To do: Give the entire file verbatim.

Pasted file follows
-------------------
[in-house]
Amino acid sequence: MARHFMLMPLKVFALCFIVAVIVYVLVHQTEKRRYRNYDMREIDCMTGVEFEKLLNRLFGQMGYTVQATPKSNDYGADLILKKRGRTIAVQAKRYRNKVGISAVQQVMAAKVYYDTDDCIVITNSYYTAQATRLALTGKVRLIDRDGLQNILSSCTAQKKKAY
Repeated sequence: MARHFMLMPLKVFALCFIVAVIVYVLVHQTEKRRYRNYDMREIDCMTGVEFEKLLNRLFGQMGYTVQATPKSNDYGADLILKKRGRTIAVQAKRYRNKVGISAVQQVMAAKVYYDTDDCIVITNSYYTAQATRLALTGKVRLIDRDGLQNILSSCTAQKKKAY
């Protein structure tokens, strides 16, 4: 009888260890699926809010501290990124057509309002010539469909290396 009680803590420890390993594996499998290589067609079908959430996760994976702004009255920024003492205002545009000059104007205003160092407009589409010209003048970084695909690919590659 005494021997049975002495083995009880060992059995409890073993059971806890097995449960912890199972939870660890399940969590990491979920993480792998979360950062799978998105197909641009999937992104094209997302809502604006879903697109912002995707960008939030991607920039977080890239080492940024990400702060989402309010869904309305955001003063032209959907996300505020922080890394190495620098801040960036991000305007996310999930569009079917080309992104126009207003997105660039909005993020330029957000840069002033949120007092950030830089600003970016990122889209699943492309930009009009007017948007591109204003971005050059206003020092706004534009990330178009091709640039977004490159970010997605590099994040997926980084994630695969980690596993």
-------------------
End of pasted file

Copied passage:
[in-house]
Amino acid sequence: MARHFMLMPLKVFALCFIVAVIVYVLVHQTEKRRYRNYDMREIDCMTGVEFEKLLNRLFGQMGYTVQATPKSNDYGADLILKKRGRTIAVQAKRYRNKVGISAVQQVMAAKVYYDTDDCIVITNSYYTAQATRLALTGKVRLIDRDGLQNILSSCTAQKKKAY
Repeated sequence: MARHFMLMPLKVFALCFIVAVIVYVLVHQTEKRRYRNYDMREIDCMTGVEFEKLLNRLFGQMGYTVQATPKSNDYGADLILKKRGRTIAVQAKRYRNKVGISAVQQVMAAKVYYDTDDCIVITNSYYTAQATRLALTGKVRLIDRDGLQNILSSCTAQKKKAY
């Protein structure tokens, strides 16, 4: 009888260890699926809010501290990124057509309002010539469909290396 009680803590420890390993594996499998290589067609079908959430996760994976702004009255920024003492205002545009000059104007205003160092407009589409010209003048970084695909690919590659 005494021997049975002495083995009880060992059995409890073993059971806890097995449960912890199972939870660890399940969590990491979920993480792998979360950062799978998105197909641009999937992104094209997302809502604006879903697109912002995707960008939030991607920039977080890239080492940024990400702060989402309010869904309305955001003063032209959907996300505020922080890394190495620098801040960036991000305007996310999930569009079917080309992104126009207003997105660039909005993020330029957000840069002033949120007092950030830089600003970016990122889209699943492309930009009009007017948007591109204003971005050059206003020092706004534009990330178009091709640039977004490159970010997605590099994040997926980084994630695969980690596993």